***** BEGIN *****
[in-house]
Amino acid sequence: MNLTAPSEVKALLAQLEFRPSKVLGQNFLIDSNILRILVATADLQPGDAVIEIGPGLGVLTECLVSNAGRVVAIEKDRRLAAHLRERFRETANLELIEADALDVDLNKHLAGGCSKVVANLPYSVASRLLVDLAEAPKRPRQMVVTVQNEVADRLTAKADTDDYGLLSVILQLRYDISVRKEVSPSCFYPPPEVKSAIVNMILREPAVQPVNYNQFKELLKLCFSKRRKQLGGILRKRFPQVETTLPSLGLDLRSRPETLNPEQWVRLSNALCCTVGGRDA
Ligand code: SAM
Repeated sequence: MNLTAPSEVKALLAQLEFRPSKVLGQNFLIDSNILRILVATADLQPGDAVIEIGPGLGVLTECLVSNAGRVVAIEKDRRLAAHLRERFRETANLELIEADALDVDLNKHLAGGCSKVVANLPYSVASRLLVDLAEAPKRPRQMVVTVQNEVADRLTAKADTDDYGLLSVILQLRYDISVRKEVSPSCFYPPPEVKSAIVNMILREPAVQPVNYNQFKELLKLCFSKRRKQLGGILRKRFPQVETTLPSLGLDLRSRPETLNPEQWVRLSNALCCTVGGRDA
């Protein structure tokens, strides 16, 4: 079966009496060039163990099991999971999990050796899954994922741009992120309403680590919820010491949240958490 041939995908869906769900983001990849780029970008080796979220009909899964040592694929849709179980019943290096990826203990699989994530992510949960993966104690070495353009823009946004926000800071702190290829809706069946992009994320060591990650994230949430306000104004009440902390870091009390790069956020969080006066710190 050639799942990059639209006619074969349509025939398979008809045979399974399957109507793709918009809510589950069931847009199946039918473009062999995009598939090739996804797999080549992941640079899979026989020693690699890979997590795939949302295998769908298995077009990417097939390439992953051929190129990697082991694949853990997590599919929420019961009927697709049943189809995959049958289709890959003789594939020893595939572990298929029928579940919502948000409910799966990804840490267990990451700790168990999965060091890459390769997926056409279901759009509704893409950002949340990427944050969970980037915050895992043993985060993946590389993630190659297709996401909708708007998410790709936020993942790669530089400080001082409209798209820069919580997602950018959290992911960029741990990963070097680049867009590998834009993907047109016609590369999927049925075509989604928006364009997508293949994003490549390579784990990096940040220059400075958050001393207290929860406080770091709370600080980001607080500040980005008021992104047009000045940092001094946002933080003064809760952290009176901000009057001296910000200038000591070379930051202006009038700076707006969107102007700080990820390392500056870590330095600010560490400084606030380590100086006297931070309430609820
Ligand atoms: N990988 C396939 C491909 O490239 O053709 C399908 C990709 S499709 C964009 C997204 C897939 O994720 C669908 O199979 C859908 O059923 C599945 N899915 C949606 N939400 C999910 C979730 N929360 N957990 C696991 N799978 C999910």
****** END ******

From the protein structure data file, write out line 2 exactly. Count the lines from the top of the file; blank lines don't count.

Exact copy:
Amino acid sequence: MNLTAPSEVKALLAQLEFRPSKVLGQNFLIDSNILRILVATADLQPGDAVIEIGPGLGVLTECLVSNAGRVVAIEKDRRLAAHLRERFRETANLELIEADALDVDLNKHLAGGCSKVVANLPYSVASRLLVDLAEAPKRPRQMVVTVQNEVADRLTAKADTDDYGLLSVILQLRYDISVRKEVSPSCFYPPPEVKSAIVNMILREPAVQPVNYNQFKELLKLCFSKRRKQLGGILRKRFPQVETTLPSLGLDLRSRPETLNPEQWVRLSNALCCTVGGRDA